Each of the 12 subcommittees in each chamber will write its own bill covering its jurisdiction, though the two chambers must come to agreement for all parts of the government before the appropriations go to the President for his signature. As they work on writing bills, each subcommittee convenes hearings to gather information from stakeholders and agency managers, while also collecting information via direct stakeholder input—letters, phone calls, face-to-face meetings, etc. Over the last few weeks, the NASA Administrator, NSF Director and DOE's Energy Secretary have all been asked to testify regarding the PBR as it relates to their agency. In some cases, they've been called by authorizing committees as well as appropriators; there are more hearings to come, most notably in the Senate on Innovation on April 29.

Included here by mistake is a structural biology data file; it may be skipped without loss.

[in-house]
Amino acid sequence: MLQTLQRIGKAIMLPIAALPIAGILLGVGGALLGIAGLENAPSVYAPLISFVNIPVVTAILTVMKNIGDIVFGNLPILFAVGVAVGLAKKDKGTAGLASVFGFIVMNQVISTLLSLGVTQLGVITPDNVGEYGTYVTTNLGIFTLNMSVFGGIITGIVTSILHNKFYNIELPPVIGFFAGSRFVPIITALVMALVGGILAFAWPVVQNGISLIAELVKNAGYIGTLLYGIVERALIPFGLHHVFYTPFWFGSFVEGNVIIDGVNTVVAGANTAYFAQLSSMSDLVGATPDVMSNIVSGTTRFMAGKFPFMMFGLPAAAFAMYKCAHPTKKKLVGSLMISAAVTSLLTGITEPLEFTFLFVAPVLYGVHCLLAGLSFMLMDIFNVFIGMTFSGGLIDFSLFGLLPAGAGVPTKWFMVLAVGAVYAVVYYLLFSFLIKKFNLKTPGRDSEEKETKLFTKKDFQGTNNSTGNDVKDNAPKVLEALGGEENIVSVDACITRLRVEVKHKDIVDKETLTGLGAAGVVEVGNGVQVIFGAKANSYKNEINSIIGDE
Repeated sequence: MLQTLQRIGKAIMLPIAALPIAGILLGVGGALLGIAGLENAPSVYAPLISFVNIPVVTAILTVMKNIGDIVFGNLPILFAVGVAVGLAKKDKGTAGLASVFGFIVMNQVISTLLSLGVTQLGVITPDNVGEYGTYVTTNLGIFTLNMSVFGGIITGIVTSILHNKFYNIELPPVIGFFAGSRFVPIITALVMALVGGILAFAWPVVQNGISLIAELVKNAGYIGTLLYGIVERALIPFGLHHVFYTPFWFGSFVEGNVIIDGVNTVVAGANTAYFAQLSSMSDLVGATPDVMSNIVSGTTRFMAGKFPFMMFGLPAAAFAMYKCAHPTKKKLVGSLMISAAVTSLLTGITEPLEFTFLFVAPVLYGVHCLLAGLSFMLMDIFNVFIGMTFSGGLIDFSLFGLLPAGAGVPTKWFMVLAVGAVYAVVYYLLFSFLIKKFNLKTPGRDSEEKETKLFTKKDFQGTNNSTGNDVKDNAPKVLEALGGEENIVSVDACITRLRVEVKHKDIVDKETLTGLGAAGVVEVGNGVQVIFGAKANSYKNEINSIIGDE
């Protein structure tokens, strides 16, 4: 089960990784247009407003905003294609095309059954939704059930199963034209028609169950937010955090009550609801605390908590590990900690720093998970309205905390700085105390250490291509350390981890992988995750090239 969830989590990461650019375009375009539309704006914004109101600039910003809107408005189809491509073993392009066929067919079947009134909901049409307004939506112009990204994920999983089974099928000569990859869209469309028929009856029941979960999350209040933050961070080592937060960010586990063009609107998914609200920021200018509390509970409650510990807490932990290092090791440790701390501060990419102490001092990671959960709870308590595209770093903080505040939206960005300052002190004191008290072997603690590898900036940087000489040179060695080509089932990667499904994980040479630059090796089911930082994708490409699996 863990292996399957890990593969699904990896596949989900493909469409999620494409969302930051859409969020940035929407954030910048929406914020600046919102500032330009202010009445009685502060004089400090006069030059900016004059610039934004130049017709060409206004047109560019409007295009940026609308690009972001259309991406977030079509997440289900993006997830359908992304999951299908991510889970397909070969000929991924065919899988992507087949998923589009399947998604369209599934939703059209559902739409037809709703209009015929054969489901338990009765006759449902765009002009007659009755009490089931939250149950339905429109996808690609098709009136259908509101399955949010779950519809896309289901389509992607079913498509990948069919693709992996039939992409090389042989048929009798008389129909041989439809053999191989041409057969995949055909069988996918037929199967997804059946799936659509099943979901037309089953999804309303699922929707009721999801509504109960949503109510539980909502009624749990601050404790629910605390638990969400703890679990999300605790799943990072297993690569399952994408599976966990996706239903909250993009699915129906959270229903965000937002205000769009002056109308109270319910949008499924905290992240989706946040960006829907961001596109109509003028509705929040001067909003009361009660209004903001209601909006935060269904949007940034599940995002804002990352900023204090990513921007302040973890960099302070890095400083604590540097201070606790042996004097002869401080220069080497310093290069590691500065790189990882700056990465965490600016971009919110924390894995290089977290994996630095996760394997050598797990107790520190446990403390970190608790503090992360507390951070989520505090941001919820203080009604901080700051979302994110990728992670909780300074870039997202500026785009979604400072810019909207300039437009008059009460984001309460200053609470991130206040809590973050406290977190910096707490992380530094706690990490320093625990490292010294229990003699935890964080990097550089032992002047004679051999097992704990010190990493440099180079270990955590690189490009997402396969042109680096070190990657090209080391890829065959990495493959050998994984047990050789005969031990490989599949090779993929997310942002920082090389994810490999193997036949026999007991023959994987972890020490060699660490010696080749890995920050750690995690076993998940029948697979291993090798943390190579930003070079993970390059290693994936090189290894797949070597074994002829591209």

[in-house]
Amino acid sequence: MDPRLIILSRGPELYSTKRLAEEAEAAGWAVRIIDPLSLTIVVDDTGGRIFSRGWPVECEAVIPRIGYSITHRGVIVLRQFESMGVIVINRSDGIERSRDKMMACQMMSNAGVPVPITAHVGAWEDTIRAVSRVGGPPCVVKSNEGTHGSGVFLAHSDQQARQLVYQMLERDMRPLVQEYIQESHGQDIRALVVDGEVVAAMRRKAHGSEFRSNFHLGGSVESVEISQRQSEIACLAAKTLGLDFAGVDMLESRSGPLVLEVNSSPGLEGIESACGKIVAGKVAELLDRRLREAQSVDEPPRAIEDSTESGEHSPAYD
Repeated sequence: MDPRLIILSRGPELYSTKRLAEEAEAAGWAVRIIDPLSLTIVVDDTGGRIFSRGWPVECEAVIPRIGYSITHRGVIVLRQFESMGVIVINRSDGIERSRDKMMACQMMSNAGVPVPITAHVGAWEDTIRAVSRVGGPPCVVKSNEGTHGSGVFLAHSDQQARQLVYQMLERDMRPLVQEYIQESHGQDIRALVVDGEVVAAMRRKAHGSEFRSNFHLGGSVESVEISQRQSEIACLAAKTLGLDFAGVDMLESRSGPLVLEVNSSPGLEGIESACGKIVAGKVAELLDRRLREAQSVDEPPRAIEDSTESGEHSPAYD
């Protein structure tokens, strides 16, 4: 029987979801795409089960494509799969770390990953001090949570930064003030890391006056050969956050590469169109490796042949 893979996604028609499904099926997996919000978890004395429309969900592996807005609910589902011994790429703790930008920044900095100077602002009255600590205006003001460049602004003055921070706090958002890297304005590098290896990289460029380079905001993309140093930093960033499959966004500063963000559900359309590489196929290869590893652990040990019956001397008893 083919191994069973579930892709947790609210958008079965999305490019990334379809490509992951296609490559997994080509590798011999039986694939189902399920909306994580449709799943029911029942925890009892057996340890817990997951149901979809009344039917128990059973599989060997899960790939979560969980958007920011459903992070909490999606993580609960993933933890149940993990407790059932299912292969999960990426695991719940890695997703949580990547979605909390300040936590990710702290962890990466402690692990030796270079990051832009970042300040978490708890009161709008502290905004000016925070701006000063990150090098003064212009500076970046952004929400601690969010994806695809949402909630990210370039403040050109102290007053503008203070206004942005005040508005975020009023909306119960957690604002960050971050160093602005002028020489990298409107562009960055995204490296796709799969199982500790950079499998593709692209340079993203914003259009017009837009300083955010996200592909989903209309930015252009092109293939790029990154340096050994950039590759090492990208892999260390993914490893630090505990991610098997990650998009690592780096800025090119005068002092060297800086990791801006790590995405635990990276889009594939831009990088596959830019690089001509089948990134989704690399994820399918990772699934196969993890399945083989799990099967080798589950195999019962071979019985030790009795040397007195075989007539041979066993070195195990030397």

The extent to which each Member of Congress can influence the budget of any specific agency depends largely on their standing relative to the subcommittee with jurisdiction over that agency (with the exception of the chambers’ leaders, who tend to have strong, broad influence). Members not on the committee have the opportunity to submit "member requests” in support of specific agencies or programs up to some date prior to the actual bills being written; at this point, all these deadlines have passed. The committee staff are hard at work as we speak drafting their bills based on all the input they’ve received; it is now basically only members of each subcommittee who have a say in what gets into the bill or accompanying report.
Once the bill is written, the subcommittee will hold a markup, wherein amendments can be introduced and voted on. The House CJS subcommittee has just announced that its markup will be this coming Wednesday 30 April 2014. After passage, the subcommittee will report the agreed upon version of the bill to the full committee for its own markup—an opportunity for members on Appropriations, but not the CJS committee to have input as well.